top of page
Blurred Trees Event Banner.png

The Urban American Indian Collective- FIND YOUR TRIBE!


Revitalization of the Tutnese Language: Empowering Black Americans Through Heritage and Culture

The Tutnese language, a once obscure yet culturally rich code, is experiencing a remarkable revival among Black Americans, thanks to dedicated efforts by cultural leaders and educators. This resurgence is notably championed by Veronica Bey, who, through her platform and collaboration with the Urban American Indian Collective, is making significant strides in teaching and promoting Tutnese.

Historical Context of Tutnese

Tutnese, also known as Tut Language or Tut, originated in the 19th century. It was developed as a form of linguistic resistance and cultural preservation among indigenous-black Americans, particularly during the era of enslavement/human trafficking. The language served as a secret code, allowing enslaved individuals to communicate covertly without the knowledge of their oppressors. This cryptic tongue enabled them to discuss plans, share information, and maintain a semblance of autonomy under oppressive conditions.

Despite its historical importance, Tutnese gradually fell into obscurity, primarily due to the cultural assimilation pressures and the passage of time. However, its legacy as a symbol of resilience and ingenuity remains deeply ingrained in African American history.

Veronica Bey and

Veronica Bey, a passionate advocate for cultural preservation, has been instrumental in the Tutnese revival movement championing the works of Gloria McIllwan. Through her organization, Bey has created a platform dedicated to reconnecting Black Americans with their ancestral roots. offers a wealth of resources, including language classes, cultural workshops, and community events, all aimed at fostering a deeper understanding and appreciation of indigenous-black American heritage.

Bey's vision extends beyond mere education; she envisions a future where Tutnese is not only a remembered relic but a living, breathing language that continues to evolve and thrive within the community.

Urban American Indian Collective Collaboration

In a groundbreaking collaboration with the Urban American Indian Collective, Veronica Bey has expanded her outreach to offer Tutnese language classes. This partnership is a testament to the shared values and goals of both organizations: to promote cultural awareness, heritage preservation, and community empowerment.

The Urban American Indian Collective, known for its work in supporting Indigenous cultures and languages, has provided a robust platform for Bey's Tutnese classes. This alliance underscores the intersectionality of cultural preservation efforts among marginalized communities and highlights the importance of solidarity in these endeavors.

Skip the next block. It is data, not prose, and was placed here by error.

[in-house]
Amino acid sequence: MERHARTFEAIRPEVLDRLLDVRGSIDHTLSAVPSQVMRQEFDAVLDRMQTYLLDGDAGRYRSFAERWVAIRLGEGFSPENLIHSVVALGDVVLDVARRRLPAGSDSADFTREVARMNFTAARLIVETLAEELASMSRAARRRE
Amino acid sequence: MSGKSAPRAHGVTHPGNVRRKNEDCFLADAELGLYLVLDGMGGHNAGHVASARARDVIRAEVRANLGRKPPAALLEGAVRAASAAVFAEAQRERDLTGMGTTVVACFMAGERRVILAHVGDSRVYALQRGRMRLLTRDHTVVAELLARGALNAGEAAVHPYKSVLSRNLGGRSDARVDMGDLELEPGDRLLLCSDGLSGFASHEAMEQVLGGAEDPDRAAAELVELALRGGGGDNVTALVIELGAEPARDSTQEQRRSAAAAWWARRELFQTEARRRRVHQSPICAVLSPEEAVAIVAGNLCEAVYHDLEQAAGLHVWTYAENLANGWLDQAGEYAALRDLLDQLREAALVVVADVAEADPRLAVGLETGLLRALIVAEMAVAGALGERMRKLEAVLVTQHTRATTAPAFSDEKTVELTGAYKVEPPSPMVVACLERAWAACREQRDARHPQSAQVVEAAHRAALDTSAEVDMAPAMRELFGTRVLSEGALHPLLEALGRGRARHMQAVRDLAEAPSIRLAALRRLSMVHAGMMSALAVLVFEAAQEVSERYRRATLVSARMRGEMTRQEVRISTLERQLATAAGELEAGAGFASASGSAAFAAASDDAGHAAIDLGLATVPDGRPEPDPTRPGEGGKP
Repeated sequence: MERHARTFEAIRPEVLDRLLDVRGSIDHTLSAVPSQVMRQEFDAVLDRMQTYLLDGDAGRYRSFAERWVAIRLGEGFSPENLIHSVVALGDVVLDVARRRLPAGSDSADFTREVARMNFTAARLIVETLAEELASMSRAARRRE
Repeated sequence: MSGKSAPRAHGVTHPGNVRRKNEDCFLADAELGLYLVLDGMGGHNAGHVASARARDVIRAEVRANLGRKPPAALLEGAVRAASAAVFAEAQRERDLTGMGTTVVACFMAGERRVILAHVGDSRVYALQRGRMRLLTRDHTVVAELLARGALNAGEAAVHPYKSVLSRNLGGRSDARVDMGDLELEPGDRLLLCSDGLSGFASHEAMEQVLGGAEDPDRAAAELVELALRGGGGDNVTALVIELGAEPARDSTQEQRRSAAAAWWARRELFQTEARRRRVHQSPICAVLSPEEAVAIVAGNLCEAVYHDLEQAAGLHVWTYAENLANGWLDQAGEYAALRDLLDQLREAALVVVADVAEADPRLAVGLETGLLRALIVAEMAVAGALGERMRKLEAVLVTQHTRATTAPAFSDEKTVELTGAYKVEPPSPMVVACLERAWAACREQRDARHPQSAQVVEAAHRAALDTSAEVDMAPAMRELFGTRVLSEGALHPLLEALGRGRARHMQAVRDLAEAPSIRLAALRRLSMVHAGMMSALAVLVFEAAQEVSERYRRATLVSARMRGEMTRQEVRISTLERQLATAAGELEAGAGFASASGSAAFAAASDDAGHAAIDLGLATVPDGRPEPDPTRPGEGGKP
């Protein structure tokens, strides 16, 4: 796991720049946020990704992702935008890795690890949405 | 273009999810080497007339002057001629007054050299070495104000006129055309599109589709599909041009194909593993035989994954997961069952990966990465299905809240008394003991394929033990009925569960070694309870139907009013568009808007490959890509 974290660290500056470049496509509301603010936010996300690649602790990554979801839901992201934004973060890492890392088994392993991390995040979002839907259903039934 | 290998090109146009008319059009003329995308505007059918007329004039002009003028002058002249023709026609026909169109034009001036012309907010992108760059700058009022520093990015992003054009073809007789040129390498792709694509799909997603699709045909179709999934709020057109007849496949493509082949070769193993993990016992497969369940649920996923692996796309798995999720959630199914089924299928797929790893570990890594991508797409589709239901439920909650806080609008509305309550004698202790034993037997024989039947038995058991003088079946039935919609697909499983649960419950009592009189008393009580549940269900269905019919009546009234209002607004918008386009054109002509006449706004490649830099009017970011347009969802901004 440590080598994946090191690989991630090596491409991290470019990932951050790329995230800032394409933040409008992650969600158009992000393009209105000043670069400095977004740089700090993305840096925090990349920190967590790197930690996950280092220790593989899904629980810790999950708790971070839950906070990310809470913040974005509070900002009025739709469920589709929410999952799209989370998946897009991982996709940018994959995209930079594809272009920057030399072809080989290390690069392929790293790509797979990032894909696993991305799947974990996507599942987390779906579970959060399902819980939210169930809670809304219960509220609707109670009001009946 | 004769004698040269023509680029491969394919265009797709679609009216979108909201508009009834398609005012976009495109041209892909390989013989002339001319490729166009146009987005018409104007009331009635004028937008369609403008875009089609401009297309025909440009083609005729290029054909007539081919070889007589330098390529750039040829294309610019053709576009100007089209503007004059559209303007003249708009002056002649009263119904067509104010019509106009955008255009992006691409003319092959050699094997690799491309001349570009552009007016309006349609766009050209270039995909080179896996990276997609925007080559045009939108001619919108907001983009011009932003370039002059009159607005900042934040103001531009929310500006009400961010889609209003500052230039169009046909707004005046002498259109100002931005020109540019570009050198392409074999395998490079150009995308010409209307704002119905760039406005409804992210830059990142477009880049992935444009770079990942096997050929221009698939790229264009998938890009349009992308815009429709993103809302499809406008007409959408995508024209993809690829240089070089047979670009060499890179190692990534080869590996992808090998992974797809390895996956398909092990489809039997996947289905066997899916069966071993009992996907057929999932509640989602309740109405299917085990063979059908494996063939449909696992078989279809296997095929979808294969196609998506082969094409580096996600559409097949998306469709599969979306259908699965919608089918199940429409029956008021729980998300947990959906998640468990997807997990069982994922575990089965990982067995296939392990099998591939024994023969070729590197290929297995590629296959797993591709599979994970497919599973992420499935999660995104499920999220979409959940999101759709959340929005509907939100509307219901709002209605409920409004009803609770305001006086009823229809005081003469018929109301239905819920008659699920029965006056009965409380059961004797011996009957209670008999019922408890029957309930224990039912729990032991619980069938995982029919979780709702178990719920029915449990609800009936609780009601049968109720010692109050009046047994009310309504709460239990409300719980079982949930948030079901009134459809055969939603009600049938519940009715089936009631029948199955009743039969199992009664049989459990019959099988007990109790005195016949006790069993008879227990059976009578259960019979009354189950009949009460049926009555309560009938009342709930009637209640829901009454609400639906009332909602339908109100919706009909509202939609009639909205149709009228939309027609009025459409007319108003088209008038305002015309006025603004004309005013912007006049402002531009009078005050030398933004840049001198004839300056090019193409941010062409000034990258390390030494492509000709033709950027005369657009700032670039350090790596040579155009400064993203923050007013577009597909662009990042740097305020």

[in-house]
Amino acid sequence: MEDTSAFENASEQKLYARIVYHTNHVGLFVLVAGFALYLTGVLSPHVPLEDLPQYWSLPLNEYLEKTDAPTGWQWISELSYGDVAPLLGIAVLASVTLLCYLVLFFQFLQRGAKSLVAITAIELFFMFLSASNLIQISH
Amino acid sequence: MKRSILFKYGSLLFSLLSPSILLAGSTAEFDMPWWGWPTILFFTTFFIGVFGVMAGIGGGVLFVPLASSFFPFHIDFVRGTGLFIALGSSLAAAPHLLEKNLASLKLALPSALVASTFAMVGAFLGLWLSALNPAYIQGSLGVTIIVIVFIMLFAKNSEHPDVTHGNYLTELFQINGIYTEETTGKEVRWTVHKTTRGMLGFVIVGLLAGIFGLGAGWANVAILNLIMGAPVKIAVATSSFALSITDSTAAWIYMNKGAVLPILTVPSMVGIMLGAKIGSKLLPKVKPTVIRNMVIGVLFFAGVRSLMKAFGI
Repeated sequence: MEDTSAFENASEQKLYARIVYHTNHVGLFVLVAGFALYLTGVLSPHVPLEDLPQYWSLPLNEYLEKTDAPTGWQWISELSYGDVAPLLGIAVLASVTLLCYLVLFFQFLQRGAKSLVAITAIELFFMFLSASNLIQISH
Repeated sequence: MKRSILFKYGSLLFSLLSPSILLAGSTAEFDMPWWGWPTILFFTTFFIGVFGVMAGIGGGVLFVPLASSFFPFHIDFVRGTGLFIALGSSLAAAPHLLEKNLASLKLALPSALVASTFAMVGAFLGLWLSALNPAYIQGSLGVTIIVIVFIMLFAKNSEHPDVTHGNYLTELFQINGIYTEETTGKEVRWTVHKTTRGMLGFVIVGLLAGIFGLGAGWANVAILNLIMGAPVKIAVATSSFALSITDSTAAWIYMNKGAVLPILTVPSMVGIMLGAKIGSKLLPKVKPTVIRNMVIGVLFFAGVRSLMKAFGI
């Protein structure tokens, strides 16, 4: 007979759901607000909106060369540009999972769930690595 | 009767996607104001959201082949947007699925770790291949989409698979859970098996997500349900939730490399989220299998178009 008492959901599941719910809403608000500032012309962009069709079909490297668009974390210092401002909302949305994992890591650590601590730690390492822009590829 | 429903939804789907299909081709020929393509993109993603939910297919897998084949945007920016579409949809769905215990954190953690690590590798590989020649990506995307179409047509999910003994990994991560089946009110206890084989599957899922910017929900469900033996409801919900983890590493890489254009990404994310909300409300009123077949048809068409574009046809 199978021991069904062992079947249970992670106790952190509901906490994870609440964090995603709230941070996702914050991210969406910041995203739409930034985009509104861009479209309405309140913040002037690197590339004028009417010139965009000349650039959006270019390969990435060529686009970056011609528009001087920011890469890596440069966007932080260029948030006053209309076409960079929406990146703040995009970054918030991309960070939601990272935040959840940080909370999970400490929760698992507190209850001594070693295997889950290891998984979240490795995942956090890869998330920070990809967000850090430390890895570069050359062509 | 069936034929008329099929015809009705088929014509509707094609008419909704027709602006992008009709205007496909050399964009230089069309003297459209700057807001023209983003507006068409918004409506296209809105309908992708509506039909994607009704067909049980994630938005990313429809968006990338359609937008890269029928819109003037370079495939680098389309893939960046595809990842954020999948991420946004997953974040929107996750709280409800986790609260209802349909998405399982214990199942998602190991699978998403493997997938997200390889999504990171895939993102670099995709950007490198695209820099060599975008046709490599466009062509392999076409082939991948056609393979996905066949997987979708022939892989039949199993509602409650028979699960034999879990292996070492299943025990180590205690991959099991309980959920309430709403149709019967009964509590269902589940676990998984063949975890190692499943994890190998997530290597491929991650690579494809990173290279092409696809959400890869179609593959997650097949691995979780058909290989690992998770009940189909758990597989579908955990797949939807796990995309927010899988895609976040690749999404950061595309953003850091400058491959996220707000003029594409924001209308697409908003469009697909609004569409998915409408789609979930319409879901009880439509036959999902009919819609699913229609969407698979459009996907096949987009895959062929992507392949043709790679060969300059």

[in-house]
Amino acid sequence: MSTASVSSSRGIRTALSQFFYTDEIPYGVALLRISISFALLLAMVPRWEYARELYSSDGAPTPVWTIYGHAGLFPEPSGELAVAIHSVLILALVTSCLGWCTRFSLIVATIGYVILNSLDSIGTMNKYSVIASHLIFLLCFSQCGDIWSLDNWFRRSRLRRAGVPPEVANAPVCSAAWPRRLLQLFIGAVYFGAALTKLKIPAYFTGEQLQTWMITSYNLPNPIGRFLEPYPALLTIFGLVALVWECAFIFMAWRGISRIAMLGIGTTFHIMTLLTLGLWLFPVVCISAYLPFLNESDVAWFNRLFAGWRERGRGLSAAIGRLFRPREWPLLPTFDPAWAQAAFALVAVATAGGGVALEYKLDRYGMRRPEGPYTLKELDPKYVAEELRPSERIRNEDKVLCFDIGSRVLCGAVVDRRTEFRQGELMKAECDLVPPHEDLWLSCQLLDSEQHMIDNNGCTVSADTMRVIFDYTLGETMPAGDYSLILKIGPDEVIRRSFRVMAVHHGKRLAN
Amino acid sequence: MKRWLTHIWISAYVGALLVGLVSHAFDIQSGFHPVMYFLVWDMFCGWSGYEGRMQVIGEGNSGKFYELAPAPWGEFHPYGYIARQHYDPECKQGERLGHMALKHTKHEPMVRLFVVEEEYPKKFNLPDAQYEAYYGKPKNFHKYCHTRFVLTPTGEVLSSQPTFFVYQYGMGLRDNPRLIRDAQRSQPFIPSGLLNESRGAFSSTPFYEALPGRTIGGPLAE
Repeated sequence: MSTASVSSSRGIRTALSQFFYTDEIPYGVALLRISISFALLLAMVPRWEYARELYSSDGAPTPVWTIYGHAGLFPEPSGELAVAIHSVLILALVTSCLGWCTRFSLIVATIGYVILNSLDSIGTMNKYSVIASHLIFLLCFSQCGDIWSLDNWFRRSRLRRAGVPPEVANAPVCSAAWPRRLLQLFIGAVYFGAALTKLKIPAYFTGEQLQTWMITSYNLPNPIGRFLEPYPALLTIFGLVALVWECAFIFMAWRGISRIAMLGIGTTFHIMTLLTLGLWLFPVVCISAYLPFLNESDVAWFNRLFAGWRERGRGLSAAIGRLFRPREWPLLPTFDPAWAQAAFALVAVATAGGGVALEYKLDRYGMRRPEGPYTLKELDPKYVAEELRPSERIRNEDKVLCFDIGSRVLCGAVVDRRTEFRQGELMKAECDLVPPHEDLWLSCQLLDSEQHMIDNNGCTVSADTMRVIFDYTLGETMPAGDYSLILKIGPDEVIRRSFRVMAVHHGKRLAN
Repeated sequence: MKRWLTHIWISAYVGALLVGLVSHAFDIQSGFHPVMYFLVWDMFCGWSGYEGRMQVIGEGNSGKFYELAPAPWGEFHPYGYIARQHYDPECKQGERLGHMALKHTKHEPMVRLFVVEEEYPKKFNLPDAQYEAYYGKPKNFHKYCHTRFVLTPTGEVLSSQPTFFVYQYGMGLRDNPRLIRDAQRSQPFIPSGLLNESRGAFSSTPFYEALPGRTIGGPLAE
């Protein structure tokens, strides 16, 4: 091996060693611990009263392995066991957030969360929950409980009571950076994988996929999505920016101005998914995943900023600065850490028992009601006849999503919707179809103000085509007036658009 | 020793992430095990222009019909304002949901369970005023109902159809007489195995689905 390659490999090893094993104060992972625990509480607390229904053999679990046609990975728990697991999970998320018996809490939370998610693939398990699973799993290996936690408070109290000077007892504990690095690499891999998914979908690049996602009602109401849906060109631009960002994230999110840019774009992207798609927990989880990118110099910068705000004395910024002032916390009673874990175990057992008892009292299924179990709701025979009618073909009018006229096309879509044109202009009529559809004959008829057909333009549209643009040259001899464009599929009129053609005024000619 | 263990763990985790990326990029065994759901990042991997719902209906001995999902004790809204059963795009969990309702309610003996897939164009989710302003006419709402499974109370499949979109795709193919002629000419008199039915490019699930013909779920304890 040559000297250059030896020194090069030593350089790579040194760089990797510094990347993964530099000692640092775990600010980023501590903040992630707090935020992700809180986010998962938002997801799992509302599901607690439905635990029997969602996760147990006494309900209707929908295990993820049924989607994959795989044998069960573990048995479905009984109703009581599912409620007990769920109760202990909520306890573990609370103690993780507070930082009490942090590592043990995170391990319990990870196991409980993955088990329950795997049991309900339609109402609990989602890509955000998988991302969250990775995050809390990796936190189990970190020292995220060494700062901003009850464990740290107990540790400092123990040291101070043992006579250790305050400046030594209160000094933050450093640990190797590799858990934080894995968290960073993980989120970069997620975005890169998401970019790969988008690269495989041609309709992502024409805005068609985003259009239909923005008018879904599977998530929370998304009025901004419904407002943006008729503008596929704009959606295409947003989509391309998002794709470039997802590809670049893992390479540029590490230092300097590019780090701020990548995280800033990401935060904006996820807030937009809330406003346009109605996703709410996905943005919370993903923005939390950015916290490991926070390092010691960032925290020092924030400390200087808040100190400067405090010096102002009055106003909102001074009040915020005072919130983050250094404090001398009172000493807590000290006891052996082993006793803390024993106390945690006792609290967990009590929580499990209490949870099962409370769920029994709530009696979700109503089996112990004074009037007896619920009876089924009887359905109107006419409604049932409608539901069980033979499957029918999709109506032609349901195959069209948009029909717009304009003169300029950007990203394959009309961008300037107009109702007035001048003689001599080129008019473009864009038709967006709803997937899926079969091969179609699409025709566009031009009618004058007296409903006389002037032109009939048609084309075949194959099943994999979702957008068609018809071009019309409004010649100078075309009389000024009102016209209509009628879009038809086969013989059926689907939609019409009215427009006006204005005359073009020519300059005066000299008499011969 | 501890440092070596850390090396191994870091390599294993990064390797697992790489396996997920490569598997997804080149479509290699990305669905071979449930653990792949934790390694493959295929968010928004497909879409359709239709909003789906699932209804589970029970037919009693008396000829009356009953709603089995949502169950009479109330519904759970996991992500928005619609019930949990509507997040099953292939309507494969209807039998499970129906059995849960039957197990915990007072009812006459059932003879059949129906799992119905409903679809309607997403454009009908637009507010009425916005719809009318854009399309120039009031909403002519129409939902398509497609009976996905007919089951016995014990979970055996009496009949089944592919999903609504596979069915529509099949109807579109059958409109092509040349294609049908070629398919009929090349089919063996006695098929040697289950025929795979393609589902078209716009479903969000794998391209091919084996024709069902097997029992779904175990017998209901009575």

The Language Classes

The Tutnese language classes offered through this collaboration are designed to be accessible and engaging. They cater to various age groups, ensuring that both young and old can participate in the revitalization process. The curriculum includes the history of Tutnese, its linguistic structure, and practical usage, blending theoretical knowledge with interactive practice.

Students learn the fundamentals of Tutnese, including its unique phonetic alphabet and grammatical rules. The classes emphasize the cultural significance of the language, encouraging students to see Tutnese not just as a code but as a vital part of their heritage. This immersive approach helps foster a sense of pride and identity among participants.

Impact and Future Prospects

The revitalization of Tutnese through Veronica Bey's efforts and the support of the Urban American Indian Collective has already begun to bear fruit. Participants report a renewed sense of connection to their cultural roots and an enhanced understanding of their history. The language classes have also created a vibrant community of learners who support and inspire each other.

Looking forward, the goal is to expand the reach of these classes, offering more sessions both online and in-person, and to develop additional resources such as Tutnese language apps and educational materials. There is also a vision to incorporate Tutnese into cultural events, performances, and artistic expressions, further embedding it into the fabric of contemporary indigenous-black American culture.

The revival of Tutnese is more than just a linguistic endeavor; it is a powerful act of cultural reclamation and empowerment. Through the dedicated efforts of Veronica Bey and the support of the Urban American Indian Collective, Black Americans are rediscovering a vital piece of their heritage. As Tutnese finds its voice once more, it serves as a reminder of the resilience, creativity, and enduring spirit of the indigenous-black American community.



Like our collective? Donate to help fund our research efforts.

Copyright © 2014-2022 UAIC & Aboriginal Excellence

bottom of page